Sunday, July 03, 2011

Comic book round-up

Brian Truitt, of USA Today, can't stop raving about Fly. That's a new comic book series by Raven Gregory. Raven's a man. Yes, that is strange. In the comic book, Truitt wants you to know, super powers and other things are allegories for drugs and . . .

Did your eyes glaze over yet?

Ours too.

Here's the good news, you don't need any of that review (which the first issue of Fly reprints) to follow or enjoy the story. The issue revoves around Eddie and his wife or ex-wife. She swoops in and grabs him on a bad day, takes him up to the sky where she dangles him and then the two begin fighting. Flashbacks show their wedding and then how they met and things get more interesting again when Francis bumps into Eddie -- in a flashback -- and Eddie saves him from bullies leading Francis to invite him over and show off his father's study which also includes . . . a syringe of something that, when Francis injects it, allows flight.

It's an interesting premise but whether or not it will be carried out successfuly is anyone's guest. Terry Moore's Echo just released issue 30 "Final Issue." Ivy's back to her normal height, Julie's either lost the alloy or been able to take it off. That's all we'll tell you except to note that reading Echo's been a pleasure and it really lived up to its promise.


Jennifer Blood is a new series by Garth Ennis and Adriano Batista, published by Dynamite. Jennifer is a bored suburban dweller who's also an avenger when the mood or the need strikes her. So, in issue three, she's fending off the advances of a mouth breather at a neighborhood BBQ one moment and chasing down a mobster, gutting him and tying his intestine to her SUV to . . .

You get the idea.

As the series unfolds, it'll be interesting to find out what's driving her pursuit of the mob. It'll also be interesting to see whether this is a comic with an end point or something capable of becoming a long running series.

On the 'what's driving her' point, Kevin Smith's Green Hornet's Kato. Yes, it sounds as pompous as Sidney Sheldon's Rage of Angels (and at least Sheldon wrote the trashy paperback) and we're not seeing Kevin as writer or artist in the credits to issue ten of Kato. What happened? A year ago, a script the studios passed on was turned into a Green Hornet comic. Now everything has to be stamped "Kevin Smith" apparently. Maybe it will make some forget that his directing career is currently in the toilet?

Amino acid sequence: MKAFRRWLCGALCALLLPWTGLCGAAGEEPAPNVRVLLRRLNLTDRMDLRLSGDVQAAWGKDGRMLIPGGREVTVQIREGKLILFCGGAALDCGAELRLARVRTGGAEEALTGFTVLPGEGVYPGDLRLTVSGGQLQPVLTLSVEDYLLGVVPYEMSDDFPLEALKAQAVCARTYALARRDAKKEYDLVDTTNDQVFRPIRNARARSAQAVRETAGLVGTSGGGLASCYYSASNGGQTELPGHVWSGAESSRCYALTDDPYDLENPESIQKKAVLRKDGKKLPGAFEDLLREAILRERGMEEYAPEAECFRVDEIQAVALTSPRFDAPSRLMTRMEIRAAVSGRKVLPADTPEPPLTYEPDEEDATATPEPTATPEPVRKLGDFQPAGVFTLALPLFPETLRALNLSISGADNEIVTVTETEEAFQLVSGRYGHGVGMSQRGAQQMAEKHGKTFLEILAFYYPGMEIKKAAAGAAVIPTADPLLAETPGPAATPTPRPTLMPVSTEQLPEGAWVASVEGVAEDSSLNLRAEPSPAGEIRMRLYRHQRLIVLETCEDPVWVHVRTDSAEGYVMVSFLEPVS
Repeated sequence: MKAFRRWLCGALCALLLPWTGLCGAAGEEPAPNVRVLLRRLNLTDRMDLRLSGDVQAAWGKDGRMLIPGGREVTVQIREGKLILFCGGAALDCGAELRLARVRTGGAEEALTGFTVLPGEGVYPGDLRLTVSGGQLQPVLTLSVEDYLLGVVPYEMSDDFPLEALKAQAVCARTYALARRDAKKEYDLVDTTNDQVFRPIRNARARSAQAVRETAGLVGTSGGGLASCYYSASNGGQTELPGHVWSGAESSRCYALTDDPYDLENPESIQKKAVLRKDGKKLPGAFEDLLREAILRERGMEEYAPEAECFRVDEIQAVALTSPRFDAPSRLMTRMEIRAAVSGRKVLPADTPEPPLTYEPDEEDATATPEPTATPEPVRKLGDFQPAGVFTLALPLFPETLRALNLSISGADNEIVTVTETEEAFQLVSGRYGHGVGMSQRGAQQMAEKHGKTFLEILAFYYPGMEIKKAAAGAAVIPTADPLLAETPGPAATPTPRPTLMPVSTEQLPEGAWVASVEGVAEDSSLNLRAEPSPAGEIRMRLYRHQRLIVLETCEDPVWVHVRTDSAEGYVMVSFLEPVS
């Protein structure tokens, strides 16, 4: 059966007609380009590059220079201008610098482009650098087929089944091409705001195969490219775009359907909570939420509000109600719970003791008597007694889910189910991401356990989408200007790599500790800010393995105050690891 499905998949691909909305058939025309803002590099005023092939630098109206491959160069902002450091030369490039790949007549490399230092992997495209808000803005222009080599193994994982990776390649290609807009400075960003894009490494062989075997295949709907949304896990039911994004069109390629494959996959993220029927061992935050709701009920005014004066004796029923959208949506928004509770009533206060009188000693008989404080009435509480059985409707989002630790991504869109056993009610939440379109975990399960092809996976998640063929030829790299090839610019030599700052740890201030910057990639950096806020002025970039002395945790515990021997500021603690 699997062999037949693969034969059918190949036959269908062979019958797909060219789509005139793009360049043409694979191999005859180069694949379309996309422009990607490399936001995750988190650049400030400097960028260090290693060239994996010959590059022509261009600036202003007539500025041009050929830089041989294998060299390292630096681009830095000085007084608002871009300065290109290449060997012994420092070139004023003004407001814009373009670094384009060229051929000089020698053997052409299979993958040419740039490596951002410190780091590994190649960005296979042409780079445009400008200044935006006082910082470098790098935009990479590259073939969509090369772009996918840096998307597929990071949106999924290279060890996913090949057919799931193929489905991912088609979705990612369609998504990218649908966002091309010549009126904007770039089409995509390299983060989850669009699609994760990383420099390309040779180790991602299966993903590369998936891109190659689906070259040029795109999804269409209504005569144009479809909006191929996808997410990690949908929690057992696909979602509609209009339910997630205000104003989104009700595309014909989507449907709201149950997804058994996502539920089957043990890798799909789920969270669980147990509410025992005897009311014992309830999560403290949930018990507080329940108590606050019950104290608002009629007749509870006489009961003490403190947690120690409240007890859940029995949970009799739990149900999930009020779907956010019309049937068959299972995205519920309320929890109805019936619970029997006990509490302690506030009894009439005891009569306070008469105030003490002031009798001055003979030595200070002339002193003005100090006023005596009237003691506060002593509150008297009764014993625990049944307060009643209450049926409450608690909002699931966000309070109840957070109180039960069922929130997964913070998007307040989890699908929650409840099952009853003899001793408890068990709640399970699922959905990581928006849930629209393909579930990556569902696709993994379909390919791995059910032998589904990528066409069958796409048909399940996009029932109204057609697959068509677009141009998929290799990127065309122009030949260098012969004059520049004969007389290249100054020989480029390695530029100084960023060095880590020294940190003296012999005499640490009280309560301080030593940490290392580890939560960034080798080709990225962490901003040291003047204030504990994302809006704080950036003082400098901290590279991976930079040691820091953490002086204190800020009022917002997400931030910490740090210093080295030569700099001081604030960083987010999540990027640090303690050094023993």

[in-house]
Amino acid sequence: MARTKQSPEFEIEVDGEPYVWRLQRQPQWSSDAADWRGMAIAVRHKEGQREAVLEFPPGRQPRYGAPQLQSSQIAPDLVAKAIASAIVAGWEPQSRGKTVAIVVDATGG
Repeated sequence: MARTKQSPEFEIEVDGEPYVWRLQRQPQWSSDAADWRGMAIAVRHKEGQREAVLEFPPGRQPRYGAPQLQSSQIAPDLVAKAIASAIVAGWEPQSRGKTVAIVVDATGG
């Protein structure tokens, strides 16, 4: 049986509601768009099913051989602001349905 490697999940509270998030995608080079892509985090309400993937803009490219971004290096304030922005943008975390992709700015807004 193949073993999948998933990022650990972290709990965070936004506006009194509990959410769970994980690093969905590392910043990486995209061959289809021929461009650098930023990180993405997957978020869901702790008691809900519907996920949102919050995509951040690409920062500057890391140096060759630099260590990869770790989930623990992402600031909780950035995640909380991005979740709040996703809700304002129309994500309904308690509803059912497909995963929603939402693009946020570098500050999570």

Who knows but Ande Parks, Diego Bernard and Rainer Petter's Kato does drive home what's driving Kato. This is Kato II. The first was her father. She, Mulan, now carries on the tradition. Mulan? Yeah, that's a Kevin Smith touch and it is rather obvious and some might say insulting. Mulan has as many issues as she does powers and we're a little thrown by this grown woman's desire for a mother figure. We're not complaining, we're not saying lose it, we're just noting it's unexpected. Which is why it might be the signature touch of the series.

Especially since the mother figure is, as we find out in issue ten, is actually a hired killer.

We wondered whether or not Jennifer Blood could become a long running series and we wonder the same of Kato. Comic book history demonstrates it's not easy for women, in super hero comics, to become long running leads in comics. Leaving aside group comics like Fantasitc Four (Sue Storm), the women either fade quickly (sometimes resurfacing) like Ms. Marvel, She-Hulk, Spider Woman, etc; or they're picked up and dropped, picked up and dropped over and over like Batgirl and Supergirl. (Note: DC started their reboot this month and for those who have missed her -- and many have -- Barbara Gordon is again Batgirl.) Betty and Veronica can hold their own in the humor comics, but women have a really hard time in the super hero world.

Which is why it's so amazning that Wonder Woman continues. All these years later. A character who can stand alongside Superman and Batman and (by comparison) 'newbies' like Spiderman and Iron Man as well. This hero who emerged at the start of WWII (1941, to be exact) is still going all these years later.

Not only still going but possibly the most significant comic of the year. Issue 612, "The Odyssey Part Twelve: Ghosts of the Gods" takes many of the recent threads and ties them together firmly and tightly with Diana's golden lasso. J. Michael Straczynski and Phil Hester didn't just have a big plot idea, they had a master plan. Wonder Woman, as you should know, has been fighting evil and darkness in the form of Nemesis and seeing one friend after another go down. This issue opens with Artemis giving up her life to save Diana. It would appear the only one left is the talking cat Galenthias.

However, as the battle between Princess Diana and Nemesis gets closer, the gods appear, Athena, Aprodite, Zeus, etc. They left the earth and went to Olympus because they could not combat Nemesis. Nemesis, it's explained, feeds off the heartache caused by, Hera explains, "the unjustly slain, the murdered. The war dead. Their pain, their sorrow, and that of their loved ones fills her veins. Their vengeance quickens her blade." She cannot be defeated by a god, only by, Aprodite says, by "a human heart given to love and turned away from hate". The issue ends with Diana face to face with Nemesis and it's a shocker.
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